Wikipedia was in many ways the punk moment of the web. Just as the punk ethos was "anyone can play an instrument even if they cant" and "anyone can start a band" the Wiki movement said "anyone can contribute" and "anyone can edit".
I have, over the past year, done a series of master classes on three continents, some were open to all others were tailor made for some of the leading international advertising and marketing agencies.
Here are some of my observations, in no order of importance and largely with no deeper analysis. Each of them could in themselves be a basis for a deeper discussion and I hope some of you will engage either here or on your own platforms:
1: There is no general consensus on what "digital" means Digital is one of those amorphous words that means different things to different people. To some it means "those strange guys on floor three who do the weird shit", to others it means a channel, “Great, thats the big idea sorted, now lets add some digital”. Some see it as flashy shining objects that don't translate into sales. I would argue that digitalization is a much deeper change than learning to use new tools. It is a serious shift in the way we see ourselves, societal structures and each other. It is a mindset change. A radical shift in perception. It is a (r)evolution, unstoppable (though not unshapable) and global. The shift from an analogue to a digital society is as profound as was the shift from an agrarian to an industrial society.
Words have power. How we name things, how we describe things, forms our ways of doing things. This often translates into structures which mirror the perception of the description. Digital is a divisive word in that it creates an artificial opposition between "digital" and "non digital". It creates a mental dichotomy between the "real" (meat world) and the "virtual" (almost real) world. This in turn determines how we organize our work, our work flow, how the composition of creative teams is viewed, how awards and rewards are given, how silos are build (even by those who espouse tearing down the silos) how we bill (internally and externally), how "failure" is defined and understood and, well, pretty much everything.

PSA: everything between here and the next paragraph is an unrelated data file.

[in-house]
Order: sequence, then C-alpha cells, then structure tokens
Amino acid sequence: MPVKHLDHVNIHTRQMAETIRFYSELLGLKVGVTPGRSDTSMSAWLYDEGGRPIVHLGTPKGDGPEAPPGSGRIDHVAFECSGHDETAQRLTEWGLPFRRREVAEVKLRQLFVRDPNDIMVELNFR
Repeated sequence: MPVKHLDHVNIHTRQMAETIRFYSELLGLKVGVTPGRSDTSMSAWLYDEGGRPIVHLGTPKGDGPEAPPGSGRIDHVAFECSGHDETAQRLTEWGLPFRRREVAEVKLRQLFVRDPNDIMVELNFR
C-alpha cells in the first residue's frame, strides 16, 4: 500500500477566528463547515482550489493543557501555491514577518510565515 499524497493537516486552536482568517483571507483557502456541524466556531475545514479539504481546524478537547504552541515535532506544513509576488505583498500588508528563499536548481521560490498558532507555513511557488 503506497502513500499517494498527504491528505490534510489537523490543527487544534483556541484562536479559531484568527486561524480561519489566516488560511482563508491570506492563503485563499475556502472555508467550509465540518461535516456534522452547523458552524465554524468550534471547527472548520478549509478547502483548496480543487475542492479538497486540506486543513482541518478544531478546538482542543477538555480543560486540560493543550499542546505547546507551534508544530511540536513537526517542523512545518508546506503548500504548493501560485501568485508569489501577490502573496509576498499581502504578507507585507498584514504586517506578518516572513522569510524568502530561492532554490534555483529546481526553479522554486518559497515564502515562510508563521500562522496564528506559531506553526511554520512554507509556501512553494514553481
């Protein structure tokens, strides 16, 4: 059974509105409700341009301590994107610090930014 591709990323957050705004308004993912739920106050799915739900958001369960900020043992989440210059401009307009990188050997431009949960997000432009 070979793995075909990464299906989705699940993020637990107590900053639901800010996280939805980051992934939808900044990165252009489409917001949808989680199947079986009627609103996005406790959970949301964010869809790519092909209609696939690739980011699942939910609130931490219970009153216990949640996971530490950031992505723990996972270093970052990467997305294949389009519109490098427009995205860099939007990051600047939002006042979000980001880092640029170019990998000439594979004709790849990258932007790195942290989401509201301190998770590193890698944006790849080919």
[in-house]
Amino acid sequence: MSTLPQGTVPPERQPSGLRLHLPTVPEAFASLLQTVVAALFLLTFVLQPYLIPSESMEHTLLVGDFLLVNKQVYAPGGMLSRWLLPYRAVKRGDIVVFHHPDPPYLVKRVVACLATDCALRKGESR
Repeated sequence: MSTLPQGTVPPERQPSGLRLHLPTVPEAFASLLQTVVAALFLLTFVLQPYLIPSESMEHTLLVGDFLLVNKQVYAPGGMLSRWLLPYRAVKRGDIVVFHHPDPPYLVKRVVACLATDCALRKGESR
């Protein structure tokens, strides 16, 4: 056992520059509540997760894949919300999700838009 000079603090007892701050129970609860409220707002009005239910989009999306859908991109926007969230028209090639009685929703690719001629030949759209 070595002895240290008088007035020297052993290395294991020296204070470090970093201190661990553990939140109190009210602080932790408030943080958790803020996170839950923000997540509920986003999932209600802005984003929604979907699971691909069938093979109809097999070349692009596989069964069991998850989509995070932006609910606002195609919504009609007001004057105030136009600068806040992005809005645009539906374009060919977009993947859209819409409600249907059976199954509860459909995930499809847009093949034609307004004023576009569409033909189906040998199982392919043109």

So, should we kill the word? Some believe so. Laurence Green from Fallon thinks so. Nicholas Negroponte, in a prescient column thought so as early as 1998. I would love to ditch the word. I think however that it would be a mistake to do so. To speak about "post-digital" would be to belittle the scope of the change, to reenforce the notion that "digital" is a tool set rather than a mind set and to further frighten the surprisingly large group of people, many in senior (global) positions, and many on the client side, who still do not understand the nature of the shift. Besides, we are at the beginning of a shift which "digital" strives to describe, not the end. As Mel Exon intelligently argues:
Until the industry at large has a universal understanding of what it takes in terms of craft and intelligence to deliver *outstanding* digital work, suggesting we should ‘kill digital’ feels grossly premature.
Rather keep the word but develop its meaning and as soon as a better word comes along, jump on it like a hungry dog (or indeed @adlandsuit) on bacon.